Currency traders have slipped up on Brexit many times over the past four years, but they are relaxed about the prospect of dropping out of the EU’s trade arrangements without a safety net this time around, even as negotiations flounder.
The pound has recovered from the ugly blow it suffered against the dollar when coronavirus ripped through markets in March, hovering close to its highest point of the year just above $1.31. Meanwhile, the options market that companies and investors use to hedge against losses or to profit from exchange-rate shifts suggests sterling faces no big risks in the next six months, even as the clock ticks down to the December 31 exit from the EU’s single market and customs union.
The serenity suggests either complacency or confidence that neither side in the talks would inject more instability into economies already hobbled by the pandemic.
“The risks priced into options markets are surprisingly moderate considering we are approaching a crunch point,” said David Riley, chief investment strategist at BlueBay Asset Management.
The UK is potentially just four months away from a chaotic departure from the EU’s trade arrangements and progress on talks to provide a safety net is slow. Michel Barnier, the EU’s chief negotiator, last week accused the UK of wasting time following the latest round of talks. David Frost, the UK’s chief negotiator, said a deal was still possible, despite the slow progress between the two sides so far.
JPMorgan analysts said the failure to agree on a trade deal would lop as much as 5.5 percentage points from the UK’s economic growth at a time when the impact of coronavirus had severely dented the country’s performance.
This time last year investors were anticipating more volatility in the pound than in the Mexican peso, judging from options markets. They were right. Now, the same market suggests that the rest of the year will be calmer than usual for the pound. Expectations for large price swings in its exchange rate over three months stand below the average of the past five years and only slightly higher than the euro.
Options enable users to buy or sell a currency on pre-set dates in the future, which means tracking their prices can help to identify when investors and speculators expect flash points to occur. For now, options prices indicate that investors are willing to pay slightly more for contracts that benefit from a weaker pound, but they show no expectations for dramatic moves.
“I’m surprised by how complacent the market is,” said Marco Bonaviri, a senior portfolio manager at REYL & Cie, a Swiss private bank with SFr14bn ($15.4bn) in assets. “Maybe it’s Brexit fatigue, but even if you think there is a 60 per cent chance of reaching an agreement, that’s still a huge risk that’s not priced in.”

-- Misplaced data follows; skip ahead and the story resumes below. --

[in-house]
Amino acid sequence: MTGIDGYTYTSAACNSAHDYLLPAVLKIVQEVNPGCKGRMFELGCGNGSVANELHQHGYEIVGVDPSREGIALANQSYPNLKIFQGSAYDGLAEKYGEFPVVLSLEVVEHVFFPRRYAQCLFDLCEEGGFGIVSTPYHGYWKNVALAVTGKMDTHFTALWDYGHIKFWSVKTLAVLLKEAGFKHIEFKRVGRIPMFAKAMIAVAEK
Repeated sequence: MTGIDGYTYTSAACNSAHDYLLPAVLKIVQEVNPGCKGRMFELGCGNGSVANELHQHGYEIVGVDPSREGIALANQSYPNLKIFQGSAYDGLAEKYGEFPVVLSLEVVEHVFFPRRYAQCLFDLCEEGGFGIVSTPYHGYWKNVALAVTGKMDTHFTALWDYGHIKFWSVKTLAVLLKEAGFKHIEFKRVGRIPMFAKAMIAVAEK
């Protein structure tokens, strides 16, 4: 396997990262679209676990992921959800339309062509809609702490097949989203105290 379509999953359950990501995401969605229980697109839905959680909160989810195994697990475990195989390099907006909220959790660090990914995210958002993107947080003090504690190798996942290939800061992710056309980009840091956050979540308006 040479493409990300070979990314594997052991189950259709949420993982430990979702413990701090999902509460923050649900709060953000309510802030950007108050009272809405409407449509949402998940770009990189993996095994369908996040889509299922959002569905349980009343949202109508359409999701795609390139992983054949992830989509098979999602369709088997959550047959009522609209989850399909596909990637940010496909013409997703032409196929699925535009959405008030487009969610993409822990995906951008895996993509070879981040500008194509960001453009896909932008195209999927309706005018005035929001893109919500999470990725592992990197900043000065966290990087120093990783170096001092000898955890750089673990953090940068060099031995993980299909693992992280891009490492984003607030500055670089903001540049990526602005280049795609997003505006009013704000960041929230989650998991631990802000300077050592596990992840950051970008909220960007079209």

For now, investors are choosing to look beyond the latest negative headlines, said Shahab Jalinoos, global head of currency strategy at Credit Suisse in New York. “Every time a round of talks doesn’t go well, the market just looks for a breakthrough at the next round,” he said. Still, any positive or negative surprise “could be quite meaningful for the pound”, he said.
Some of the latest strength in the pound is somewhat misleading; though the currency has cranked nearly 8 per cent higher against the dollar since late June, it has hardly changed against the euro over the same period. That suggests that the rally in the currency is more about dollar weakness than sterling strength, investors said.
The dollar suffered its worst decline in a decade against a basket of its peers last month and its biggest drop since January 2018 on a trade-weighted basis. “The move in sterling has been all about the dollar weakening and we think that the pound is getting vulnerable at these levels,” said Georgina Taylor, a portfolio manager at Invesco.
“At some point things like the current account deficit and portfolio flows and the outcome of trade talks will matter, but these risks are not currently priced in,” Ms Taylor said.
The chance that the Bank of England could cut interest rates below zero — while slim — also remains a potential threat to the currency. Mr Bonaviri at REYL & Cie noted that futures markets were pricing in negative interest rates in the UK for next year, “so that discussion will also likely come back and hurt sterling”.
For now, moves in the dollar will continue to dominate the direction of the pound. Mr Jalinoos said if the euro’s climb continued to $1.25, from $1.18 now, the pound could reach as high as $1.35.
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